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The Creative Issue – News for Creatives | September 26, 2021

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Watch Out For Hello, My Name is Doris

Watch Out For Hello, My Name is Doris

| On 10, Aug 2016

It’s never too late for a coming of age story. Departing from the common trope, Hello, My Name is Doris, follows sixty-something, Doris who makes a fresh start when she becomes romantically fascinated by John, her new—and much younger—co-worker.

We first meet Doris (Sally Field) at an outwardly banal funeral service, where she is mourning the loss of her mother. Soon after the service, her brother (Stephen Root) tactlessly entreats her to seek help for her apparent hoarding so they can sell the house she shared with her mother and has lived in her entire life. Apart from her close friend Roz (Tyne Daly), Doris is isolated, which is perhaps why a brief encounter with a young man in an elevator provokes such a fierce and immediate infatuation. Minutes after the meeting she learns he is her new co-worker, John (Max Greenfield), and begins daydreaming about him.

All Doris needs to pursue him is a little nudge from a self-help guru who advises the ‘impossible’ can be flipped and be construed as ‘I’m possible’. The resonating mantra emboldens Doris to try and capture the interest of John, opening her up to a new world full of social media stalking, electronica music, mixologists, photo shoots and the welcoming, yet seemingly hollow, ‘hipster’ subculture.

Field is perfect as the softly spoken Doris, who dresses vintage, with a big bow in her hair, because she hasn’t changed her style in decades. In her performance Field aptly ensures that Doris is never a subject of derision: the audience is always laughing with Doris, and not at her. One such moment of Field’s skilful portrayal is when Doris in her authentic frankness, wearing an Olympic Games, rainbow-coloured visor to an electronica concert, tells the band “that it was a little loud in places and I could have done without some of the explicit lyrics but other than that I thought it was wonderful.”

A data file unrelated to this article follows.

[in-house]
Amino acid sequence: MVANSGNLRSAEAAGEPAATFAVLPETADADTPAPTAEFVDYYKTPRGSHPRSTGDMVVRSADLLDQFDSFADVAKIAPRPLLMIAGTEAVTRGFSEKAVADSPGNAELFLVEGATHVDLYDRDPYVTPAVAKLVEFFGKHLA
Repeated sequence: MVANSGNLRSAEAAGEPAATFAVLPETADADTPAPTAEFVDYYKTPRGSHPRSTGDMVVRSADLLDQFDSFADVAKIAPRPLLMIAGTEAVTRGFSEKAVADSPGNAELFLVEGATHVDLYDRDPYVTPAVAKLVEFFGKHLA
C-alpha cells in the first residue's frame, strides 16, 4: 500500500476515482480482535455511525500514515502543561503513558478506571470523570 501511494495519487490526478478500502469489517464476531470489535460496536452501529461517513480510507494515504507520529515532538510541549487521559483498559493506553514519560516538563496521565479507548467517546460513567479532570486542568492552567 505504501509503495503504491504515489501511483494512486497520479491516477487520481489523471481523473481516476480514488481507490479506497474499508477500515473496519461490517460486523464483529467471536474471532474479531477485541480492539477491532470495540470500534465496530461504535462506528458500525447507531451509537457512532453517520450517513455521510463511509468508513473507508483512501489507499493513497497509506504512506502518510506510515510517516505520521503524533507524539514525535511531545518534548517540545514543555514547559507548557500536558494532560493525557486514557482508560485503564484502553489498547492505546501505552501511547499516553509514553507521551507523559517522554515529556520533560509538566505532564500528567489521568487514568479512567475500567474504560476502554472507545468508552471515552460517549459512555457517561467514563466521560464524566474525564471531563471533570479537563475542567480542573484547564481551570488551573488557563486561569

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Greenfield, for the most part, holds his own as John, if at times sketching the silhouette of a character very similar to his New Girl role as Schmidt (particularly in Doris’s romantic day dreams). In those scenes he delivers a line or a look that reminds the audience of his television performance, and for a second he is no longer John.

Director Michael Showalter attempts to thread together serious substance and light-hearted, offbeat comedy. The film hits both notes rather well separately but struggles to blend seamlessly, resulting in a slightly uneven rhythm.

Hello, My Name is Doris poignantly explores the female-specific complications surrounding aging, and how vulnerability and identity intersect with human connection. The way the film deals with age is particularly interesting (aside from the reversal of the May/December romance). It highlights society’s tendency to marginalise or even discard women after they’ve reached a certain age, often preventing these women from expressing their feelings about the situation and forcing these anxieties to bubble underneath. But while our society discards aging women, Doris discards that way of thinking entirely. By not thinking in those terms, she allows herself to unashamedly interact with a younger crowd and live life with exuberance.

Unfortunately, Hello, My Name is Doris had only a limited release in Brisbane cinemas, but it is available now on DVD or pre-order on iTunes and Dendy Direct.

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